“On my days off, I’ll go somewhere I haven’t tried yet, usually near Long Point Road, the main strip in the Spring Branch district. It is a complete and total cross section of the cultural diversity in Houston. There’s El Hidalguense, a Mexican place with a huge earthen pit, like something out of the Hill Country, except they’re roasting goats. There’s a Korean-Japanese place called Dadami, where you can order fresh octopus and they’ll bring it to your table alive, still crawling around. They clean it up and chop it for you right there. When I put a piece in my mouth, it suctions to the roof of my mouth. And there’s a Polish place I like called Polonia, where they’ll serve you shots of frozen vodka between courses.” poloniarestaurant.com
Houston Shopping Picks
Farmers’ Market: Urban Harvest
“On Saturdays, Urban Harvest is a great farmers’ market on the eastside. It’s been a long time coming for us to get a great one, and now this one’s been going for about four years.” urbanharvest.org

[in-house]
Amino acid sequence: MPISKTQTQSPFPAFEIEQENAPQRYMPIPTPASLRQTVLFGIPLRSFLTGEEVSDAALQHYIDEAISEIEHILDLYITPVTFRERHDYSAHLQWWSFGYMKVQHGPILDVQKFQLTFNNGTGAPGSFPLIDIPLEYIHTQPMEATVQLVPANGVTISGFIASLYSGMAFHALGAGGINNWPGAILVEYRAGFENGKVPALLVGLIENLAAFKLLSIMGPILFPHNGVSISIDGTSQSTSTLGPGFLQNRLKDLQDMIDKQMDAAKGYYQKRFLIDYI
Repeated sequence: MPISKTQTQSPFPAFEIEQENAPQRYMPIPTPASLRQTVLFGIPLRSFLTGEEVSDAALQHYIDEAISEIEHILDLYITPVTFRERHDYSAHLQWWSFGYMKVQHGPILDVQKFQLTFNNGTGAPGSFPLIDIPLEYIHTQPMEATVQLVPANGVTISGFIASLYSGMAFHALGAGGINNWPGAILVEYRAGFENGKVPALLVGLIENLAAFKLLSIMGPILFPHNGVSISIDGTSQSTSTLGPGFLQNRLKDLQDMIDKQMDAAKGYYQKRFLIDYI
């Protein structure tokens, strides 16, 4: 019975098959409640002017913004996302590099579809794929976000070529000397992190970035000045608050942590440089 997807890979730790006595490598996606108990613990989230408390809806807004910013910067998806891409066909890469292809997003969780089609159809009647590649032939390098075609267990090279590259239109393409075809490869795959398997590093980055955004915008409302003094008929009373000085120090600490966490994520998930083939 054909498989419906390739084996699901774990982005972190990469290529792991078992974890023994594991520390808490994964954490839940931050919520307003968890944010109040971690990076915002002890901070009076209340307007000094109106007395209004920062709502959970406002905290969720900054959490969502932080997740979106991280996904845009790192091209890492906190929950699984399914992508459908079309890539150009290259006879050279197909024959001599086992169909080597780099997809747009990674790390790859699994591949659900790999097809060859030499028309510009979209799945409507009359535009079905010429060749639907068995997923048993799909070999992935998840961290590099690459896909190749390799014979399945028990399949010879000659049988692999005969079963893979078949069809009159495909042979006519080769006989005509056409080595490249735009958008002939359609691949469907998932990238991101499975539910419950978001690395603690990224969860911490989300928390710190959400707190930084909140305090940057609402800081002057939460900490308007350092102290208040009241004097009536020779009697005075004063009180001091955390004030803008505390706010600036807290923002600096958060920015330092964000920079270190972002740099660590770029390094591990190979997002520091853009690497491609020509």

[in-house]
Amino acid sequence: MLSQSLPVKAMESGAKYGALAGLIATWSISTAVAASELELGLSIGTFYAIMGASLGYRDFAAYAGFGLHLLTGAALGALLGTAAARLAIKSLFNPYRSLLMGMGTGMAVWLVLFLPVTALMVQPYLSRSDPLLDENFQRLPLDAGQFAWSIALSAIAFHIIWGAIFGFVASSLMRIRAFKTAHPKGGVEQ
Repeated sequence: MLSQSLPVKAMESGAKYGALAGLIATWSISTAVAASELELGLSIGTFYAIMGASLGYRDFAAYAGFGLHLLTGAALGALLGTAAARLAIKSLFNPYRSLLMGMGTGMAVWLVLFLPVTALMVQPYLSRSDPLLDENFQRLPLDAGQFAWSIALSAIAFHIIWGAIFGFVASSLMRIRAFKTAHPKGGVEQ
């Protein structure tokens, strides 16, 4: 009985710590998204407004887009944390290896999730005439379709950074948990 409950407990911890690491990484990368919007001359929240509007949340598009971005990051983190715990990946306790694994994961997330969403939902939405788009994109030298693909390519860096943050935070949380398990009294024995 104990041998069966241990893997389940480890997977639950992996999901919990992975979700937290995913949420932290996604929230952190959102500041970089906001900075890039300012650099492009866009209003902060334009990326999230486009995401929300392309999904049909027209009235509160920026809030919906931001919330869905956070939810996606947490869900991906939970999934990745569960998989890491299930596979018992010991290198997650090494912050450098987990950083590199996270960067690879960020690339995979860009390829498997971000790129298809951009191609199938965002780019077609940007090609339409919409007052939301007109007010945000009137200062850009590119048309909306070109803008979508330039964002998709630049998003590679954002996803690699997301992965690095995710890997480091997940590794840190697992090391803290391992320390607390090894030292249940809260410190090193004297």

Asian Superstores: Hong Kong Market and Ranch 99
“I love going down to Bellaire to go to the Hong Kong Market and Ranch 99; they are these massive Asian grocery stores. When I say huge, I mean they’re twice the size of a Walmart. We literally have, like, 25 of them. The gummies they have there are outrageous, too. I’m such a sweet tooth guy. I love all the Southeast Asian candies there.” hkfoodmarket.com, 99ranch.com.
Chef Heaven: Kitchen Depot
“This is a kitchen supply store in Houston’s old Chinatown. You can get everything there. Because there’s such a huge Chinese, Korean and Vietnamese population here, they have every Asian culinary tool you could ask for, dirt cheap: from hooks to hang half a pig on to woks.” kitchendepot.net
Top Houston Hotel Pick
Most Beautiful Hotel in Galveston: The Tremont House
“The Tremont is one of the most underrated hotels in the state. It’s so freaking beautiful, with big skylights and huge, super-skinny palm trees. It has a bar that looks like it’s 300 years old and there’s a rooftop bar as well. There are massive vaulted ceilings in the rooms and—maybe it’s because it’s on the seawall—it’s never expensive. There’s no pool at the Tremont, but its sister hotel, the Galvez, is only five or six blocks away and you can go to the one there and use its beach entrance or its awesome swim-up bar.” galveston.com